• 8.
    Heimdahl, Karin
    et al.
    Stockholm University, Faculty of Social Sciences, Department of Social Work.
    Karlsson, Patrik
    Stockholm University, Faculty of Social Sciences, Department of Social Work.
    Riktade insatser till gravida och spädbarnsföräldrar med problematiskt bruk av alkohol, narkotika och läkemedel och psykisk ohälsa: en nationell kartläggning av barnhälsovård, mödrahälsovård och socialtjänst2015Report (Other academic)
  • 9.
    Heimdahl, Karin
    et al.
    Stockholm University, Faculty of Social Sciences, Department of Social Work.
    Karlsson, Patrik
    Stockholm University, Faculty of Social Sciences, Department of Social Work.
    Riktade psykosociala insatser till gravida och småbarnsföräldrar med problematiskt bruk av alkohol och narkotika:en litteraturstudie2013Report (Other academic)
  • 10.
    Heimdahl, Karin
    et al.
    Stockholm University, Faculty of Social Sciences, Department of Social Work.
    Karlsson, Patrik
    Stockholm University, Faculty of Social Sciences, Department of Social Work.
    Riktade psykosociala insatser till gravida och småbarnsföräldrar med psykisk ohälsa: en litteraturstudie2013Report (Other academic)
  • 11.
    Heimdahl, Karin
    et al.
    Stockholm University, Faculty of Social Sciences, Department of Social Work.
    Karlsson, Patrik
    Stockholm University, Faculty of Social Sciences, Department of Social Work.
    Samverkan kring gravida med missbruksproblem: en studie av Mödra-Barnhälsovårdsteamet i Haga2016Report (Other academic)
  • 12.
    Karlsson, Patrik
    Stockholm University, Faculty of Social Sciences, Department of Social Work.
    Alternatives to the deficit model of adolescent drug use2010In: Pleasure, pain and profit. European perspectives on drugs / [ed] Decorte, Tom & Fountain, Jane, Lengerich: Pabst Science Publishers , 2010, p. 21-34Chapter in book (Other academic)
  • 13.
    Karlsson, Patrik
    Stockholm University, Faculty of Social Sciences, Department of Social Work.
    Between a rock and a whirlpool? Measurement problems in assessing risk perceptions of illicit drug use2011In: Nordic Studies on Alcohol and Drugs, ISSN 1455-0725, Vol. 28, no 2, p. 149-157Article in journal (Other academic)
  • 14.
    Karlsson, Patrik
    Stockholm University, Faculty of Social Sciences, Department of Social Work.
    Explaining Small Effects of Information-based Drug Prevention: The Importance of Considiring Preintervention Levels in Risk Perceptions2008In: Journal of Alcohol and Drug Education, ISSN 0090-1482, Vol. 52, no 3, p. 9-17Article in journal (Other academic)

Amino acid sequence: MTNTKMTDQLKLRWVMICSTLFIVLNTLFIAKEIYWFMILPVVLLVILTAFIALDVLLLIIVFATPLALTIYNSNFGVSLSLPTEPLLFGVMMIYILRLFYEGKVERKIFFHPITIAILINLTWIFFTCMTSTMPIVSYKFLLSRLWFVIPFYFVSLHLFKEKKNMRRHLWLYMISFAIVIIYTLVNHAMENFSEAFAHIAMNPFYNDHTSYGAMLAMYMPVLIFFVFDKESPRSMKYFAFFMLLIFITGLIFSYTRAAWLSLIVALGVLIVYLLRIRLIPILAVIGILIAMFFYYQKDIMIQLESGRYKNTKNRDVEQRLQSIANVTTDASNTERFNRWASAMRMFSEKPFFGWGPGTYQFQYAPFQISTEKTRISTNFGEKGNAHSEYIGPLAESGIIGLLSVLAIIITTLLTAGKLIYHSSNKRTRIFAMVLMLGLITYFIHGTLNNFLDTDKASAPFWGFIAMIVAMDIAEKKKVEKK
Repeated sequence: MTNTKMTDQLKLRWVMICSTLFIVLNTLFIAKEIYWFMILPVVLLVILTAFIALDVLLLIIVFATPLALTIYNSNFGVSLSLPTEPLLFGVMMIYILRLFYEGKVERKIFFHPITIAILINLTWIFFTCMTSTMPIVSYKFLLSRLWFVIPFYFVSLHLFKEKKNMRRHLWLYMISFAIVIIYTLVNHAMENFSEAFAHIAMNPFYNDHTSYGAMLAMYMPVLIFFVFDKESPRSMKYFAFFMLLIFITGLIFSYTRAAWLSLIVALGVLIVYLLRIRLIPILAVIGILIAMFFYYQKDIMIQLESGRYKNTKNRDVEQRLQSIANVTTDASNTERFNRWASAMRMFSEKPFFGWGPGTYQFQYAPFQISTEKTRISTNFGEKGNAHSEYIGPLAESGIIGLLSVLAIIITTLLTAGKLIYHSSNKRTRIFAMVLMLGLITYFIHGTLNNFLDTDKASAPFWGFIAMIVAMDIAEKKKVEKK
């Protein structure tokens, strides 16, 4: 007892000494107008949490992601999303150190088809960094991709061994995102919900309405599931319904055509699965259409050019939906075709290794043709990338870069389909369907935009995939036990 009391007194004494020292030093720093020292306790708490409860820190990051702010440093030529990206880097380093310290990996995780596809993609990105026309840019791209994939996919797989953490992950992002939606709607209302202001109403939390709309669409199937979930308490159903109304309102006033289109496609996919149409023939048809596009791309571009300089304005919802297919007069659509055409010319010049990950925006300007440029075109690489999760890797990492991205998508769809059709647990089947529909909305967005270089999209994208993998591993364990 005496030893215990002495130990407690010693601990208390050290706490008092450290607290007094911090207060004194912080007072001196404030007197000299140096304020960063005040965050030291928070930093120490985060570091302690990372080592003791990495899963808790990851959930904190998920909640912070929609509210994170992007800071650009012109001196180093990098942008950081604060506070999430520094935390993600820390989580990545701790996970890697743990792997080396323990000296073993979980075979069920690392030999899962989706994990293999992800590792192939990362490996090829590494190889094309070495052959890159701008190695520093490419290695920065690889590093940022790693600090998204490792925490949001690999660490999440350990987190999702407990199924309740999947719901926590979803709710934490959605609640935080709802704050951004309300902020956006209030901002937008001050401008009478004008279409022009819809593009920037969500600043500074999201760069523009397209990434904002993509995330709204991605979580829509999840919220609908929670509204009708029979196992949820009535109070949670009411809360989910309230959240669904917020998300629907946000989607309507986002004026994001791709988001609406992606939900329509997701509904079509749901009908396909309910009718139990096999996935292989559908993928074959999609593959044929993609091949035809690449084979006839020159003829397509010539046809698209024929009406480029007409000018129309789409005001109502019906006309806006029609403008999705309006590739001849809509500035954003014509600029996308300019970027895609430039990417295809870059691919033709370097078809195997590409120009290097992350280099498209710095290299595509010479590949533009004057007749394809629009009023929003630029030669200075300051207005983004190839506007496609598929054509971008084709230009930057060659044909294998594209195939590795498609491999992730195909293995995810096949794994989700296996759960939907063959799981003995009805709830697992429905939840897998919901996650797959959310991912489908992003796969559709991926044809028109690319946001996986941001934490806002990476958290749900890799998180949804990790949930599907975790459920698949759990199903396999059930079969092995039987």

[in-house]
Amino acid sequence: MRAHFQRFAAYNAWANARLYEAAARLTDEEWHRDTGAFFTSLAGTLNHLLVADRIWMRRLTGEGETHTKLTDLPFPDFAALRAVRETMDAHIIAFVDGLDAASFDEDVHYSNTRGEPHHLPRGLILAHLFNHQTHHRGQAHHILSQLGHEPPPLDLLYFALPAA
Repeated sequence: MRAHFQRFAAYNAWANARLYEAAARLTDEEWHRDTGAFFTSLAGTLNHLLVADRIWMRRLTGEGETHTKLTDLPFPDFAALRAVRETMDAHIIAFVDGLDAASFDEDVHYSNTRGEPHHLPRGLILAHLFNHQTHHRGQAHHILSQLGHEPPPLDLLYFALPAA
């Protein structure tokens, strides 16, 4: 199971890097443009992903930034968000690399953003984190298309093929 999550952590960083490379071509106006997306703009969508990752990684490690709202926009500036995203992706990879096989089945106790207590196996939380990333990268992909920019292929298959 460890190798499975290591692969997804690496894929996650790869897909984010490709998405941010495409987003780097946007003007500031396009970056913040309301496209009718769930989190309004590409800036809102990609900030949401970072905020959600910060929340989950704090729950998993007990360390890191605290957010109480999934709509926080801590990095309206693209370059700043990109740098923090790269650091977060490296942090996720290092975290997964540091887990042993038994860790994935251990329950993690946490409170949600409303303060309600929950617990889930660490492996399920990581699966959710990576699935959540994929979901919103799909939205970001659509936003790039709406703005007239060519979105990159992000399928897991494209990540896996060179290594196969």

• 15.
    Karlsson, Patrik
    Stockholm University, Faculty of Social Sciences, Department of Social Work.
    Inneboende problem i informationsbaserad, universell prevention2010In: Nordic Studies on Alcohol and Drugs, ISSN 1455-0725, Vol. 27, no 3, p. 259-268Article in journal (Other academic)
  • 16.
    Karlsson, Patrik
    Stockholm University, Faculty of Social Sciences, Department of Social Work.
    Integrerade etiologiska analyser och drogprevention2012In: Socialvetenskaplig tidskrift, ISSN 1104-1420, Vol. 19, no 3-4, p. 217-231Article in journal (Refereed)
  • 17.
    Karlsson, Patrik
    Stockholm University, Faculty of Social Sciences, Department of Social Work.
    Personal experiences of drinking and alcohol-related risk perceptions: The importance of the subjective dimension2012In: Nordic Studies on Alcohol and Drugs, ISSN 1455-0725, E-ISSN 1458-6126, Vol. 29, no 4, p. 413-427Article in journal (Refereed)
    Abstract [en]

    Aims - To explore the association between subjective experiences of drinking and alcohol-related risk perceptions. Methods - The data is based on a questionnaire with questions about beliefs, use habits and experiences of alcohol and tobacco sent to a random sample of 3,000 Swedes aged 18 to 70 years (response rate= 1,623 individuals, or 54%). In this study, those respondents who had ever been drinking alcohol were included (1,536 individuals). The data were analysed statistically by cross tabs and multiple logistic regression. Results - With some exceptions, the results generally showed that differences in subjective experiences of drinking were related to risk perceptions of alcohol consumption. In particular, those who had more negative than positive subjective experiences of alcohol consumption had substantially higher risk perceptions than those who had more positive than negative experiences, controlling for alcohol consumption and potential confounders. There were also several significant differences between individuals differently involved in alcohol consumption, net of subjective experiences. Conclusions - Subjective experiences of alcohol consumption appear to be an important construct in relation to alcohol-related risk perceptions. To understand the link between personal experiences and risk perceptions pertaining to alcohol consumption, both objective measures of personal experiences and subjective measures should be considered.

  • 18.
    Karlsson, Patrik
    Stockholm University, Faculty of Social Sciences, Department of Social Work.
    Skolbaserad drogundervisning: Angreppssätt, påvisade effekter och framtida utmaningar2009In: Alkohol och droger: samhällsvetenskapliga perspektiv / [ed] Kajsa Billinger & Lena Hübner, Malmö: Gleerups Utbildning AB, 2009, p. 87-100Chapter in book (Other academic)